And you know what I realized? I miss The Lonely Island. I miss good musical comedies. The Lonely Island was so funny. They were so damn funny. Why were they so funny? And in the middle of the night last night (because my brain works that way), I started thinking more seriously about that. And the answer to that question has to do with something really obvious but also unspoken: the music itself.
I remember reading a review of The Lonely Island's album, Incredibad, from Pitchfork back in the day and agreeing with pretty much everything they said.
Take our favorite song on the planet, "I'm On A Boat."
It's not a parody of a hip-hop song. It is a hip-hop song. It has the same braggadocio and swag as the music of DJ Khaled, Rick Ross, Kanye, and Lil' Wayne.
And it's musically good, it's aesthetically pleasing, it's well-written. That's what makes it hilarious at the end of the day. I have this theory anyway that the more aesthetically pleasing a creative work, the more convincing (and even manipulative) it is. I think the same thing applies here.
Other Lonely Island songs follow suit. "Three-way" uses classic 90s R&B riffs and lines like "Hop off the bus with the Alizé" that give it its distinct R&B sound.
Pick your favorite Lonely Island song and five bucks says there's something musically interesting going on that makes it work well with the lyrics and video. "Motherlover" and "Boombox" have really great choruses in the major key that temporarily shift the music away from the dominant minor key. "I Just Had Sex" has all of the makings of a 2010 pop song (including Akon as a vocalist). These songs work because they're musically clever and cheeky. Not just because the lyrics are funny.
Years ago, my brother and I became temporarily obsessed with the song, "Tribute" by Tenacious D. And I think we both liked it so much because it was musically fun to jam to (with our air guitars).
My brother's favorite moment of the song arrives around the 2:40 mark. If you know the song, you know exactly what moment I'm talking about. And that's not an accident. The song is structured like other classic rock songs by groups like Led Zeppelin (Jack Black and Kyle Bass are huge Led Zeppelin fans, and Bass was inspired to write "Tribute" after hearing Metallica live in concert). Tenacious D musically prepared us for the moment when the devil asks, "Be ye angels?" and Tenacious D respond in the negative. They paid homage to other classic rock songs in form and style to make their ridiculous song sound epic and, thus, epically hilarious.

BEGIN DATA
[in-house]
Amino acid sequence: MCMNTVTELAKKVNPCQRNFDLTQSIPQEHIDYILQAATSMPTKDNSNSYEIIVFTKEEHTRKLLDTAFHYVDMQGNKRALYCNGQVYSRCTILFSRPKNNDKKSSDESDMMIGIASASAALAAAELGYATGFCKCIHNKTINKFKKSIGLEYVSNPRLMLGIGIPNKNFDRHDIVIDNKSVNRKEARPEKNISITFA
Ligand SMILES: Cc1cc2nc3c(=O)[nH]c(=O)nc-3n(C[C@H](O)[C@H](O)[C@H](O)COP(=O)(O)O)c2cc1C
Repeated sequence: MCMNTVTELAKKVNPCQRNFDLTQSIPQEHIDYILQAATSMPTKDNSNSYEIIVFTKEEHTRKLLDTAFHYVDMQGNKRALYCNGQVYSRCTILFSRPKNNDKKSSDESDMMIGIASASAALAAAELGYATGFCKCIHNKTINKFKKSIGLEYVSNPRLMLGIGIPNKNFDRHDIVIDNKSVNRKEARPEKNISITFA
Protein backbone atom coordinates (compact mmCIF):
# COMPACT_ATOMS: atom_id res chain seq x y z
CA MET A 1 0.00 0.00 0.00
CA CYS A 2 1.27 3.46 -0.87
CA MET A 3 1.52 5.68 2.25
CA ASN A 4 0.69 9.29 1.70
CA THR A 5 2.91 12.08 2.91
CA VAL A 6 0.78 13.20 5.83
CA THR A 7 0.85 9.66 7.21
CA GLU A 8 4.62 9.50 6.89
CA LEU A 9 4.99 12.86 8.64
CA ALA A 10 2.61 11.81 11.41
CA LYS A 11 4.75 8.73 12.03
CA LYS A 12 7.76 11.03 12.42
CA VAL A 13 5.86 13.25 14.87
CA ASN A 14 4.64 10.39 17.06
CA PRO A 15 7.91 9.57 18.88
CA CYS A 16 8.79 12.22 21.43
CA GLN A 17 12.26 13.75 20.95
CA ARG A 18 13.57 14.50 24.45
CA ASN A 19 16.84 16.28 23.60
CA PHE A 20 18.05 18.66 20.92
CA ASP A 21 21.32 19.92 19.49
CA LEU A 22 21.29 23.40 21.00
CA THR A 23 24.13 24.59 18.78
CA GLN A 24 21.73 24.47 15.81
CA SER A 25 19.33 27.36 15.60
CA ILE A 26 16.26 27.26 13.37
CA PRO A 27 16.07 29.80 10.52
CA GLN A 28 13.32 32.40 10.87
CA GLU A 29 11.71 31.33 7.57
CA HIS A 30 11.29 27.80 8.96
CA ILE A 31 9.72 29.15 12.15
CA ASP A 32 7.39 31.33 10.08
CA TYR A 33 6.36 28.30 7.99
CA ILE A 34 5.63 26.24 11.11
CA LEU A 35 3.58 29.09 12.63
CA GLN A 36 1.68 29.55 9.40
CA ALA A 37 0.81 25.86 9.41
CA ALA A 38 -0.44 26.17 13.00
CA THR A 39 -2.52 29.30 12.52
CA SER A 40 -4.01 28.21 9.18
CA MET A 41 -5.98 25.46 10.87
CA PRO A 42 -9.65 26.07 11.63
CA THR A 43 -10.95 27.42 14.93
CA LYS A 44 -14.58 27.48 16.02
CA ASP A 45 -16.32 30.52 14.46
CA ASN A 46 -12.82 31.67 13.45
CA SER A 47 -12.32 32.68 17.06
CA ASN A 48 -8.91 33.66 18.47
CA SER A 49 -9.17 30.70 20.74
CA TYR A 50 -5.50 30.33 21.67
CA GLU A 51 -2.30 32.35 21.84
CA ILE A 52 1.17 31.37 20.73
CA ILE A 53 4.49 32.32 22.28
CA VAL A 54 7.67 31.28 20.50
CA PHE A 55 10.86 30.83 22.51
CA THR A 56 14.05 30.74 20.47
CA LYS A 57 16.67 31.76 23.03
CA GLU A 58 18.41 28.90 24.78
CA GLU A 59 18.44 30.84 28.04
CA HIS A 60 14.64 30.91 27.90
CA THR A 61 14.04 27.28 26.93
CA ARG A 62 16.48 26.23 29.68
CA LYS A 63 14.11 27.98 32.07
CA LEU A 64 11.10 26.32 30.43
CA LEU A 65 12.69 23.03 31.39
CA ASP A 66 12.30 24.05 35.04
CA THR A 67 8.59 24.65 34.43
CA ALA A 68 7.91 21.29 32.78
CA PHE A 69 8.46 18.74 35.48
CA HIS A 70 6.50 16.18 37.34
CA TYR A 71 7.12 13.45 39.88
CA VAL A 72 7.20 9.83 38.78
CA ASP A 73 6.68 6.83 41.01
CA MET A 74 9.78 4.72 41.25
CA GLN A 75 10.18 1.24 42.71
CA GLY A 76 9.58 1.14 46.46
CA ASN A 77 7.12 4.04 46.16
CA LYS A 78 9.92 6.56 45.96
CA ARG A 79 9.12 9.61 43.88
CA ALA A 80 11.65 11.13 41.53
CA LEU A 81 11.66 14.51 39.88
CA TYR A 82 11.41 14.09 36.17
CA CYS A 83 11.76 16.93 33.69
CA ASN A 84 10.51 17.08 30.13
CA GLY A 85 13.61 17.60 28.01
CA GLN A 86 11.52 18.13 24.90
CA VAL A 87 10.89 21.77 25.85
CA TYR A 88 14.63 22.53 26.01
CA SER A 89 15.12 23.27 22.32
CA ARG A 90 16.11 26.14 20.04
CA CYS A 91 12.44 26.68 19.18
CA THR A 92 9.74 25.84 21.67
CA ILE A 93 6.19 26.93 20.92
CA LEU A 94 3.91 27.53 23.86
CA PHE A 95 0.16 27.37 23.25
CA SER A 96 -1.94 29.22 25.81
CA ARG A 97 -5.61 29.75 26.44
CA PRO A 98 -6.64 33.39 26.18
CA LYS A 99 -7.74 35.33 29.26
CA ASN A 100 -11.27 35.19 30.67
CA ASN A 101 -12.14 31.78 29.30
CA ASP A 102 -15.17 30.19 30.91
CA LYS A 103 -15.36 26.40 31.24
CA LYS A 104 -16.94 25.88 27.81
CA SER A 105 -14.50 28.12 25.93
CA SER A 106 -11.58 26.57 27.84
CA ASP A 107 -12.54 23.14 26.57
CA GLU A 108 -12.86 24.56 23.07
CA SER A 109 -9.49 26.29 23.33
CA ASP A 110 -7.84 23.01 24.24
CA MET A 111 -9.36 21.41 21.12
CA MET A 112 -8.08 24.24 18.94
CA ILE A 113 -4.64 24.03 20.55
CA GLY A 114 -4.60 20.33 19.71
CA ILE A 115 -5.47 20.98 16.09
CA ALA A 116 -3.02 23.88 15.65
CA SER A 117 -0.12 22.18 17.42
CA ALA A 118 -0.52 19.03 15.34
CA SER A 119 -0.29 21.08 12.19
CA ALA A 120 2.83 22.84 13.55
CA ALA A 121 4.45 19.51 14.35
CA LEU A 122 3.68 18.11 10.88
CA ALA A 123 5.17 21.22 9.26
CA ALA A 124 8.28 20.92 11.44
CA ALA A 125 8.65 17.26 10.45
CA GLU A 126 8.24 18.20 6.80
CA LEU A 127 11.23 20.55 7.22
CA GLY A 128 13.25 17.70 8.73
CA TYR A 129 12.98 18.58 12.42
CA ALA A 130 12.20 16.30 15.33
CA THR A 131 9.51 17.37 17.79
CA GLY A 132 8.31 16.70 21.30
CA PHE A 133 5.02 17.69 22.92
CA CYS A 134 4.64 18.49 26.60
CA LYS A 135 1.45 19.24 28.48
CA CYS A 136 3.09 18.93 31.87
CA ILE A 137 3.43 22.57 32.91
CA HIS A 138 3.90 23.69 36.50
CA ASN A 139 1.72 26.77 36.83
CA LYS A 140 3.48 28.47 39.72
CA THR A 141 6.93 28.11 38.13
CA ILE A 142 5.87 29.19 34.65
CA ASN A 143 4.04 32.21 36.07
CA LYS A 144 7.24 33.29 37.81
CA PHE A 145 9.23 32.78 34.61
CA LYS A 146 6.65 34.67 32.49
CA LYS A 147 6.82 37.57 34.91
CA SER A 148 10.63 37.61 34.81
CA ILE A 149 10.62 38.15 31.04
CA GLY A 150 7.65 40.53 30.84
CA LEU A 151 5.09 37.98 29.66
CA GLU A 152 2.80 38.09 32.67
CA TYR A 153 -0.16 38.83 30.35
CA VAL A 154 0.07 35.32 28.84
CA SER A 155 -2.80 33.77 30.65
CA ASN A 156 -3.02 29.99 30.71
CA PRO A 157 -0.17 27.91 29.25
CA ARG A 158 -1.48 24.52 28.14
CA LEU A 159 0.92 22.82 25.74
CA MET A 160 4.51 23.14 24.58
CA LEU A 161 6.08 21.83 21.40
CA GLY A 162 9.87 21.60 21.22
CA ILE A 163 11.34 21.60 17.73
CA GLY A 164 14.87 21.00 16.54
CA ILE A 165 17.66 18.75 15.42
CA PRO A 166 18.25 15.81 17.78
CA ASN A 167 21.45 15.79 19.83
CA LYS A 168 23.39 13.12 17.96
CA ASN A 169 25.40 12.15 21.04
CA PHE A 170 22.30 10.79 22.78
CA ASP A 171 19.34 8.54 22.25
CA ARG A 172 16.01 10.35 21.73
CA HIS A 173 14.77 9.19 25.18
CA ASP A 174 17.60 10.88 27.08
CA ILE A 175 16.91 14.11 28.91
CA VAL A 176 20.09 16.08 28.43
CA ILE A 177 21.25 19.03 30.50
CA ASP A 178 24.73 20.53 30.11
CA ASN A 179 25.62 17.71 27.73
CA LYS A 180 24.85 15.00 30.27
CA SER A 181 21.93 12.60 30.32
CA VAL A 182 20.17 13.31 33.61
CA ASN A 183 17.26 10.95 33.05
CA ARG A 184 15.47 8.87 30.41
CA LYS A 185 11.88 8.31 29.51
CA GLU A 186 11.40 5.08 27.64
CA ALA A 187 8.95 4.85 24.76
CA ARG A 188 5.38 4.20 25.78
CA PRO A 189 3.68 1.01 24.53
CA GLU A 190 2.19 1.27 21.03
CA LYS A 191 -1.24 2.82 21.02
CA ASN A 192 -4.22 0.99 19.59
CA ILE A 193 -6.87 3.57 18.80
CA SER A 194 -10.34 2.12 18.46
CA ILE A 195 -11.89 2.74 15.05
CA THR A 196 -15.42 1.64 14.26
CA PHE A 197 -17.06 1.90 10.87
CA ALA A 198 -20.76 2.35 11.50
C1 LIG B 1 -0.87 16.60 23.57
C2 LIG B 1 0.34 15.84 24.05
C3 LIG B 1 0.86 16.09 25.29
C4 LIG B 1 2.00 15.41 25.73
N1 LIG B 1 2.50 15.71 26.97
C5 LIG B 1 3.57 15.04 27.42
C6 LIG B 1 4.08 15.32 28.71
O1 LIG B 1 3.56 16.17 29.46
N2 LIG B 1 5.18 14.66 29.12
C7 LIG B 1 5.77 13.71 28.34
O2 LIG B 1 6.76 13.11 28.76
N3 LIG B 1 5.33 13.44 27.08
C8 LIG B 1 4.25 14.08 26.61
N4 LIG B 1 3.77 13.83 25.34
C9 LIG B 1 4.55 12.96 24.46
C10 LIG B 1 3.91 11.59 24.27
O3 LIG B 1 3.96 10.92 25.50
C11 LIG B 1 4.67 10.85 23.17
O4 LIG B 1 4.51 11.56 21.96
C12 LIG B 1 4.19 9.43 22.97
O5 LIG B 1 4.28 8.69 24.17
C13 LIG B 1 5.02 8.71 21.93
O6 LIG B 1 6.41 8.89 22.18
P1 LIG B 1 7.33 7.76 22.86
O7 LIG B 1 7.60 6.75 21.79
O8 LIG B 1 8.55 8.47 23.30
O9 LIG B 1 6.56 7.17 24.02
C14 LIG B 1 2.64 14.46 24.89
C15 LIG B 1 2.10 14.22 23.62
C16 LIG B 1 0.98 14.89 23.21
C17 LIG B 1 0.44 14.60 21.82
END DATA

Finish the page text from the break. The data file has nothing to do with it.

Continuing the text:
Although the show is hit and miss, the new tv show "Crazy Ex-Girlfriend" operates in the same way. What keeps people tuned in, I suspect, is the effectiveness of their musical comedy. The song, "Sexy Getting Ready Song" works so well as its own musical number:
Reminiscent of the music of Brandi or Toni Braxton circa 2000, it gives the listener classic R&B poppy hooks while slowly unraveling itself and becoming increasingly absurd. The interlude with the rapper is so perfect as well, as the rapper discovers how much work some women put into for a date and then becomes wracked with guilt over the pressures women face in a patriarchal society to look beautiful.
I had *just* been listening to some early 90s hip hop (Public Enemy and Advanced Chemistry in particular) when I heard the song, "Jap Rap Battle" from the show:
The flow of the rhymes, the musical line of the bass guitar, and the back-and-forth interplay between the two female characters and the call-and-response from the group all make it sound like a classic 90s rap song. And it's a good one.
It's all obvious once you say it out loud. Good music makes good musical comedy. It's deceptively simple. It's so deceptive in fact that people paused when The Lonely Island was nominated for a Grammy for best rap in 2010 for "I'm On A Boat." Shouldn't the group have been in the comedy section of the Grammy's? Was "I'm On A Boat" good rap or good comedy? The answer, of course, is both.